Noted author and physicist Gregg Braden comments on the power of prayer in terms of energy, as well. He tells a story of traveling to the far reaches of Tibet to talk with the monks who meditate and pray in such powerful ways. Why do you chant, he asked, and why do you ring the bells in such ritualized way at times of prayer? Their answer was simple: the rituals, the singing, the bells, the chanting – all of it was done in order to create the feeling needed for prayer. What they were telling him is that the feeling they create through prayer by the ritual surrounding it is the key to the power of it all.
Hence, Braden teaches, “Don’t pray for peace, as if it will always exist in the future. Pray peace. Feel and be its energy now” (quoted in Ellerby 109).
Kahlil Gibran, philosopher and poet, expresses this in a beautiful way:
I cannot teach you to pray in words…and I cannot teach you the prayer of the seas and the forests and the mountains…but you who are born of the mountains and the forests and the seas can find their prayer in your heart
And if you but listen in the stillness of the night you shall hear them saying in silence,
“Our God, who art our winged self, it is thy will in us that willeth.”
Gibran’s words make sense when you think of the Divine as the life force itself. “It is thy will in us that willeth,” Gibran says. It is the life force, the breath of life, the essence of being that wills us to be, to do the things we need to do to live, and that gives us such joy in life itself. Sandra Ingerman explains:
In The Healing Path of Prayer, Ron Roth writes that the Aramaic word for God is Alaha, from which were derived the Arabic Allah and the Hebrew Elohim. Roth says that Alaha means “essence” or “substance of all being,” as well as “breath” or “life force.” (Ingerman 24)
So, one could think of prayer as finding a way to manifest the most powerful feeling of aliveness, of gratitude, of surrender – of creating the rituals and saying the words that bring you to that place alignment. Ellerby notes, “Prayer as a spiritual path isn’t about getting what you want, but about learning to love and bless the world as it is…Your greatest prayers manifest when you learn to align yourself with the will of The Sacred” (113). It seems much like the famous serenity prayer. He continues, “Prayer as a path and practice refines the mind and helps us take accountability for what we create, while learning to surrender our desire to control the things we never could” (110).
Caroline Myss, noted spiritual author and teacher, reminds us of the serenity prayer as well when she comments that the two prayers that most helped change her life during a trying period were the following:
I detach as I pray. I put my soul in God’s hands to serve only good in this situation that I feel powerless to change.
Let my soul go where I cannot go and let my soul go only with God. (102)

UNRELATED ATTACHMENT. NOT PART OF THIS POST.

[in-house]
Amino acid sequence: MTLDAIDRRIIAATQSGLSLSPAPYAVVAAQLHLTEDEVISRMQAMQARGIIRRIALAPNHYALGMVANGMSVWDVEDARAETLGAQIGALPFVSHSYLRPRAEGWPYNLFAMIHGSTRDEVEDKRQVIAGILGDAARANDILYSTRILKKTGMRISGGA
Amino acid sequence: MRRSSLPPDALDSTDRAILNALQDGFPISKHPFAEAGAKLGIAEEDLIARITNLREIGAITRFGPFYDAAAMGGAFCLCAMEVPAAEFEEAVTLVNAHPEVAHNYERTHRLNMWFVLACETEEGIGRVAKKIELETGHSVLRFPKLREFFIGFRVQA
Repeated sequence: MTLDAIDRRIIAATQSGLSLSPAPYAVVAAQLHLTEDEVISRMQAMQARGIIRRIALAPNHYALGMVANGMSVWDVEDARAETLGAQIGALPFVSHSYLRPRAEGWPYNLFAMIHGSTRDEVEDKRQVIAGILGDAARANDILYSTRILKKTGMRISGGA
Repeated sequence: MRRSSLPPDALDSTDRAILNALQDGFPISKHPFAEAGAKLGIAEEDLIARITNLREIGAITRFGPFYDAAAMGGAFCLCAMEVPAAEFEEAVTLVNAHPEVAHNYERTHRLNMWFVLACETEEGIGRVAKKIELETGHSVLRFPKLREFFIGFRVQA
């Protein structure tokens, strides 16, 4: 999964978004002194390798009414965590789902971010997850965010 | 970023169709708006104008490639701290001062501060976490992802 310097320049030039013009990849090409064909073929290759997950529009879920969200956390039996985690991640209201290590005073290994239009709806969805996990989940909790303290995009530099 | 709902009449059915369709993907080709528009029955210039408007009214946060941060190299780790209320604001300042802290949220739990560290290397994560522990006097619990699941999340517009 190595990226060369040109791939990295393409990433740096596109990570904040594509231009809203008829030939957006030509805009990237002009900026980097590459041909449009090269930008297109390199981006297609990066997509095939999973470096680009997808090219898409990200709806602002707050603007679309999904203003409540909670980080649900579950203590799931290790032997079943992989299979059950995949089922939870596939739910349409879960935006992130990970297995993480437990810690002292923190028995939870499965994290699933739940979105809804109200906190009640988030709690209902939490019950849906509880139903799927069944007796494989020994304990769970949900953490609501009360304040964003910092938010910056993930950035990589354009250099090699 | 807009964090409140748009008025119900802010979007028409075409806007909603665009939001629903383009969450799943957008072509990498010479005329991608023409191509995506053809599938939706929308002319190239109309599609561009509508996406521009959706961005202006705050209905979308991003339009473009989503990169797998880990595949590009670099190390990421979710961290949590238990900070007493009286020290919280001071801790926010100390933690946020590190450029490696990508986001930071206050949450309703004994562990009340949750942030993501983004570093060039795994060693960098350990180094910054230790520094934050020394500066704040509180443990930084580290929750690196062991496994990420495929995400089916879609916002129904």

This idea of surrender is powerful and in opposition to petitionary prayer, where we ask for favors. Ingerman notes that Ron Roth teaches that prayer is of this form:
He says the purpose of prayer is to create, maintain, and nurture a relationship with God and the divine rather than to ask for something. With prayer comes the awareness that with each breath we breathe the divine into ourselves. Using prayer in this way is a beautiful and potent way of staying connected to and merging with the creator, the divine presence in our lives. (24)
Yet Ingerman notes that it’s important not to surrender to the point of passivity. “Yes we want to pray for divine will to be done,” she says; “it’s important to align ourselves with a higher power. But the bottom line is that our thoughts are constantly creating much of what we perceive and ultimately become” (112).
So prayer is an alignment, an energy, a connection to the Divine – but the important thing to remember is that the connection is always on! Our thoughts are prayers. Our actions are prayers. Certainly intentional, ritualized prayer that creates the all-important feeling of connection is powerful – but our everyday thoughts and actions are not negligible. Ingerman believes that the power we may wield through this sort of conscious living could change our impact on the earth itself. “To heal the earth through transmutation,” she says, “you must speak to yourself and others with words that create a vibration of love, harmony, and union with the divine. With words you can decree that pollution be reversed” (Ingerman 205).
Again, Gibran touches on this most powerful idea of transformation and human connection that comes through our individual connection with the divine through prayer: “For what is prayer but the expansion of yourself into the living ether? When you pray you rise to meet in the air those who are praying at that very hour, and whom save in prayer you may not meet.”
Let us of like-minds meet more and more often as we connect with spirit. Let us unite in this transformative way and through our words, our thoughts, our actions, and our intentional prayers be agents of change, be aligned with the Divine, and find and live our individual highest purpose as well as fulfill the highest role of our human species here on the earth. Many are waiting for us to change, and the more of us who engage in this path of prayer, the bigger is the bridge to harmony.
Let us pray.
References (incomplete citations – publishing place and date forthcoming):
Ellerby, Jonathan. Return to the Sacred.
Gibran, Kahlil. The Prophet.
Ingerman, Sandra. Medicine for the Earth.
Myss, Caroline. The Interior Castle.